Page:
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Re: Case study for interviewing Oracle DBA

From: Ramesh FL <>
Date: Sat, 26 Feb 2005 14:22:40 -0800
Message-ID: <>

I wish it is as easy as learning how to work the system, Dave. It may work in a few places but not in most.    


What if the management has preformed opinions? What if your manager thinks an MBA from a Top 10 school is always a better person and will do a great job managing IT infrastructure even though the person may not know enough? (I have seen them a lot). Many non technical managers think that programmers can only think in terms of 0 or 1.    

Many managers have preformed opinions based on your degree (which you might have gotten 15 years ago, and if it is from a foreign land you are kept in the bottom most rung of the corporate ladder - "not from a recognized school"), whether you worked for 'Big 5' (you need not know anything, but if you worked for them, you are god to some managers), whether you are from a certain university ("you went to my university too? Great"), and so on. I find it hard to agree with the statement that learning to work the system can you take you above. (A woman could have worked real hard about 30 years ago - I dont think it would have taken her anywhere here in US. No way she could have 'worked' the system back then).    

DBAs/technical people should be judged by what they know and what they will be able to do. To measure that a manager has to have a reasonable level of technical knowledge, among other things. If the manager does not have that knowledge and she/he is going to judge a tech person by a whole bunch of other criteria and they are going to get the wrong result.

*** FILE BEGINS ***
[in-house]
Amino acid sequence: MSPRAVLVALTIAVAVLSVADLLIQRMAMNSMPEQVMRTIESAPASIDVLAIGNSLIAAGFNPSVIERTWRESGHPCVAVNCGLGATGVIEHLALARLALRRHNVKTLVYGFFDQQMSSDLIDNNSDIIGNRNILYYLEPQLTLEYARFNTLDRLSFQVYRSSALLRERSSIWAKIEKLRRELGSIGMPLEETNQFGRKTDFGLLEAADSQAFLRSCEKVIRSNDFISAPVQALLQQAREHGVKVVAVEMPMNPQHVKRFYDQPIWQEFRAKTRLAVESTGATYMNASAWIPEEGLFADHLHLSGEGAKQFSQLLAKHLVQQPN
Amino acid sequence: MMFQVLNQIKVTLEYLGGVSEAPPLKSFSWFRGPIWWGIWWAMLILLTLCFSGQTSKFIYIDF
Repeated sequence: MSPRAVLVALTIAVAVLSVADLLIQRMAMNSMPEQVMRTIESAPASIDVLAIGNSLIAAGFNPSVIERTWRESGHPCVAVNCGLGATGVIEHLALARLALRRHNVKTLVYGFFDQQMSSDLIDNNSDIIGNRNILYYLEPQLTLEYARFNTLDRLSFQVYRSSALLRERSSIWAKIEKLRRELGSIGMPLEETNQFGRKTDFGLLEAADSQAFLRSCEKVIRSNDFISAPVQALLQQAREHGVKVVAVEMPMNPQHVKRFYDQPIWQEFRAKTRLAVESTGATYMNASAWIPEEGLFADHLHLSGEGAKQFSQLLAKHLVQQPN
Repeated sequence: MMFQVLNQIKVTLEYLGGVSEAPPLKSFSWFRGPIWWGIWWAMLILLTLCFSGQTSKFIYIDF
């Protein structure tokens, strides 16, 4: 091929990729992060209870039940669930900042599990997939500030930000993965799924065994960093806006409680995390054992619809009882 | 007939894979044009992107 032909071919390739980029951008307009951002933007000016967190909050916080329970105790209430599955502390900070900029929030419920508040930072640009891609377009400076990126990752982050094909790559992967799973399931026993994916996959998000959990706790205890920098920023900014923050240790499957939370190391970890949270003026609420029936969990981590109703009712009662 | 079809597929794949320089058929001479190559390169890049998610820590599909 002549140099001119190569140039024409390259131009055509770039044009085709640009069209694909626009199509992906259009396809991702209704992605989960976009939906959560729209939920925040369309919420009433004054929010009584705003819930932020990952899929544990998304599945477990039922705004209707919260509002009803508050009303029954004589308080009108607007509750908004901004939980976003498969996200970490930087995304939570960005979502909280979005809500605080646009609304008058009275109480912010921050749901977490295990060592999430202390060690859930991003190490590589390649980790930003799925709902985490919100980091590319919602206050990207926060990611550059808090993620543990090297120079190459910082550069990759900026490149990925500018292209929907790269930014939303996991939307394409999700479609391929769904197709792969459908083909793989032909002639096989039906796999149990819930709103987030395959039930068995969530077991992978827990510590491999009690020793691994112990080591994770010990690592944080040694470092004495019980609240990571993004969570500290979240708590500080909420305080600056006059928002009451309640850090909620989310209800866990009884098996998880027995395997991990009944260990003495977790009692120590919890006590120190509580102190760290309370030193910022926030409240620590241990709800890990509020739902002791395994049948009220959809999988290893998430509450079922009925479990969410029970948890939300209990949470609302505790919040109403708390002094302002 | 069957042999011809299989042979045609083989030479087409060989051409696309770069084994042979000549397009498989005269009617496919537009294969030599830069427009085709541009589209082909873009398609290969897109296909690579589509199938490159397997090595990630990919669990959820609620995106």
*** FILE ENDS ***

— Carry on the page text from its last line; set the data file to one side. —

On Sat, 26 Feb 2005 16:14:36 -0500, David Wendelken <> wrote:
> Ok, Ellis, I have to ask you this:
> If you work 70 hrs a week compared to 40 hrs a week, for less money, and =
> you
> have a far more stressful job, why do you think your managers are so =
> dumb?
> And if layoffs are pending, who will get the axe? You or them?
> They are succeeding because they know how to work the system.
> Until good IT people learn how to do that - and remain good IT people -
> things won't change.
> --

Received on Sat Feb 26 2005 - 17:25:44 CST

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